Elouise Cobell, who led $3.4 billion settlement
for Native Americans, has died at 65

Global Post
October 17, 2011

Elouise Cobell, the Blackfeet woman who spearheaded a legal campaign that resulted in a multibillion-dollar settlement on behalf of Native Americans, has died, aged 65.

Elouise Cobell, who spearheaded a legal campaign that resulted in a historic multibillion-dollar settlement on behalf of Native Americans, has died, aged 65, according to U.S. news reports.

Cobell died at a Great Falls hospital, according to the Great Falls Tribune: She had been undergoing treatment for cancer since last spring, ultimately having surgery at the Mayo Clinic in Rochester, Minnesota, the Missoulian reports.

The Associated Press writes that:

Cobell was the lead plaintiff in a lawsuit filed in 1996 claiming the Interior Department had misspent, lost or stolen billions of dollars meant for Native American land trust account holders dating back to the 1880s.

After years of legal wrangling, the two sides in 2009 agreed to settle for $3.4 billion, the largest government class-action settlement in U.S. history. The beneficiaries are estimated to be about 500,000 people.

When he signed it into law in 2010, a year after it was announced, President Barack Obama said the settlement "closes a long and unfortunate chapter in our history."

When awarding her an honorary doctorate in June Dartmouth College President Jim Yong Kim reportedly said: "You fought a David and Goliath battle and won."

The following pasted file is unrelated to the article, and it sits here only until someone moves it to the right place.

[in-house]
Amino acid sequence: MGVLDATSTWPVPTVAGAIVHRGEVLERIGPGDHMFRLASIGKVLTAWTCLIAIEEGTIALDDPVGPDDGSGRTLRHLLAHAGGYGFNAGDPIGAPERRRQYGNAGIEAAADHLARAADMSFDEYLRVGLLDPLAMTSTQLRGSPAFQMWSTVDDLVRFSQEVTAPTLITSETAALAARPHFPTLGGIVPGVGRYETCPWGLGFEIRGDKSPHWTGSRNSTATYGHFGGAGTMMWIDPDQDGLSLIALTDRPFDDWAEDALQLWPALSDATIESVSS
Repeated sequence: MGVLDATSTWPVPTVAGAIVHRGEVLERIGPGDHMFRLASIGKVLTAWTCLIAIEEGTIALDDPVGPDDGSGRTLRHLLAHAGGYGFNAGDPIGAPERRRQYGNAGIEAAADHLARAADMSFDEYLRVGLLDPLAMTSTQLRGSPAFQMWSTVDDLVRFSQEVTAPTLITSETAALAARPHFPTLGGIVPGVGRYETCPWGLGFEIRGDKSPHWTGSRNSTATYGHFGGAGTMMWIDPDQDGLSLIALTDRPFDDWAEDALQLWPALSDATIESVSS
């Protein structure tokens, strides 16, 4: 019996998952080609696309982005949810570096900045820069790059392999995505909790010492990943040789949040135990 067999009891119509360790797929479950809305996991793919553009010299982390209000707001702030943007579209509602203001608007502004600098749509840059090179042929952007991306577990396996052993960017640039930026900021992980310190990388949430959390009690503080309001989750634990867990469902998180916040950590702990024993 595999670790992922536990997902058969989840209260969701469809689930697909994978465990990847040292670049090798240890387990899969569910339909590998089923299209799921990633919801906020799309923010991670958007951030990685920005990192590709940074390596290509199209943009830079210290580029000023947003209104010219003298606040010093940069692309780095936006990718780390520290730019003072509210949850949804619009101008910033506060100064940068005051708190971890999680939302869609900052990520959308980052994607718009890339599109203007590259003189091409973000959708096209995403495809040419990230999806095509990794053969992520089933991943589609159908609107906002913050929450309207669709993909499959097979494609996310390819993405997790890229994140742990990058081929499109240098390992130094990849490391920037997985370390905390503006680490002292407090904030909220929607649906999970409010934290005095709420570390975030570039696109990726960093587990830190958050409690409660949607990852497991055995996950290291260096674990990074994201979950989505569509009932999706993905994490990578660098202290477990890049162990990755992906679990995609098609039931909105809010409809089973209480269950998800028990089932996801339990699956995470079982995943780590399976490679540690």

Cobell, born on the Blackfeet Reservation in northwestern Montana, was one of eight children and a granddaughter of legendary Indian leader Mountain Chief.

Cobell, according to the AP, had heard stories since childhood of how Native Americans earning royalties from the use of their land for resource development or farming were being shortchanged.

She began digging and discovered that since the 1880s, the government had squandered money belonging to "people who were living in dire poverty on the Blackfeet reservation."

She sued with four other Native Americans and, when the government fought back, spent the next 14 years filing documents, going to trial, and appealing until the 2009 ruling in her favor.

However, Cobell — and many others from her community — have died waiting for the money to be distributed, as a federal judge in Washington earlier this month allowed appeals of the settlement to move forward.

Cobell, according to the Missoulian, had pointed out "that many beneficiaries of the settlement were elderly, and that others had already died without ever seeing their money returned."